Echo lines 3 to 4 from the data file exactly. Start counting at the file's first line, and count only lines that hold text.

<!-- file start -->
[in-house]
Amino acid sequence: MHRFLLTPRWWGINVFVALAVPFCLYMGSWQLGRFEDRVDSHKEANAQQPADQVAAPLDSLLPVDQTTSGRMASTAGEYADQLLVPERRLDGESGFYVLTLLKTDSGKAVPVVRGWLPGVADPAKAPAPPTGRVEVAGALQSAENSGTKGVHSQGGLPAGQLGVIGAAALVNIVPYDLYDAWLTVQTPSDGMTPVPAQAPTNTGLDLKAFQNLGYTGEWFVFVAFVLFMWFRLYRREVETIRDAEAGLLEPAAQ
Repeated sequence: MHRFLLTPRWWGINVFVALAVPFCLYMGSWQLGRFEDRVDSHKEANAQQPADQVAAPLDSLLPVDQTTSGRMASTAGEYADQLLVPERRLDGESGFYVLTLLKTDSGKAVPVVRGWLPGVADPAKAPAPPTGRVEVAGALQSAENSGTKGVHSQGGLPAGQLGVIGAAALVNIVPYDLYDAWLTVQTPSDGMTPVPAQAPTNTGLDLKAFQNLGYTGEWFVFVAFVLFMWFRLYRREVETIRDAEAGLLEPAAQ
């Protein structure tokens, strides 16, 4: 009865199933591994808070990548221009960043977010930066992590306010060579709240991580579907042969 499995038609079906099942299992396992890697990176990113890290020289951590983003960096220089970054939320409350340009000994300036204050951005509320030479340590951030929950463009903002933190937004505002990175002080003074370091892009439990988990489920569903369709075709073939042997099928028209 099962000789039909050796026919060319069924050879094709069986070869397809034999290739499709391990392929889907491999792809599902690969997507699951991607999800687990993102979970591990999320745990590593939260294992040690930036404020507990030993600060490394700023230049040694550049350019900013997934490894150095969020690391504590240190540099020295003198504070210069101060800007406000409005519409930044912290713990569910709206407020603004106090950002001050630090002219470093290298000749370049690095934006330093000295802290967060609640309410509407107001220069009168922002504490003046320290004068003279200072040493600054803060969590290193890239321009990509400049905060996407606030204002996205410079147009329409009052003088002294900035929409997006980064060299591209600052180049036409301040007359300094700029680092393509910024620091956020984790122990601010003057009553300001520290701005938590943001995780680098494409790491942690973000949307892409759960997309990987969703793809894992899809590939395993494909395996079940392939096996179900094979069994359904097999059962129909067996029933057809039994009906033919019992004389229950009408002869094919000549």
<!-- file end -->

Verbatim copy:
Repeated sequence: MHRFLLTPRWWGINVFVALAVPFCLYMGSWQLGRFEDRVDSHKEANAQQPADQVAAPLDSLLPVDQTTSGRMASTAGEYADQLLVPERRLDGESGFYVLTLLKTDSGKAVPVVRGWLPGVADPAKAPAPPTGRVEVAGALQSAENSGTKGVHSQGGLPAGQLGVIGAAALVNIVPYDLYDAWLTVQTPSDGMTPVPAQAPTNTGLDLKAFQNLGYTGEWFVFVAFVLFMWFRLYRREVETIRDAEAGLLEPAAQ
């Protein structure tokens, strides 16, 4: 009865199933591994808070990548221009960043977010930066992590306010060579709240991580579907042969 499995038609079906099942299992396992890697990176990113890290020289951590983003960096220089970054939320409350340009000994300036204050951005509320030479340590951030929950463009903002933190937004505002990175002080003074370091892009439990988990489920569903369709075709073939042997099928028209 099962000789039909050796026919060319069924050879094709069986070869397809034999290739499709391990392929889907491999792809599902690969997507699951991607999800687990993102979970591990999320745990590593939260294992040690930036404020507990030993600060490394700023230049040694550049350019900013997934490894150095969020690391504590240190540099020295003198504070210069101060800007406000409005519409930044912290713990569910709206407020603004106090950002001050630090002219470093290298000749370049690095934006330093000295802290967060609640309410509407107001220069009168922002504490003046320290004068003279200072040493600054803060969590290193890239321009990509400049905060996407606030204002996205410079147009329409009052003088002294900035929409997006980064060299591209600052180049036409301040007359300094700029680092393509910024620091956020984790122990601010003057009553300001520290701005938590943001995780680098494409790491942690973000949307892409759960997309990987969703793809894992899809590939395993494909395996079940392939096996179900094979069994359904097999059962129909067996029933057809039994009906033919019992004389229950009408002869094919000549």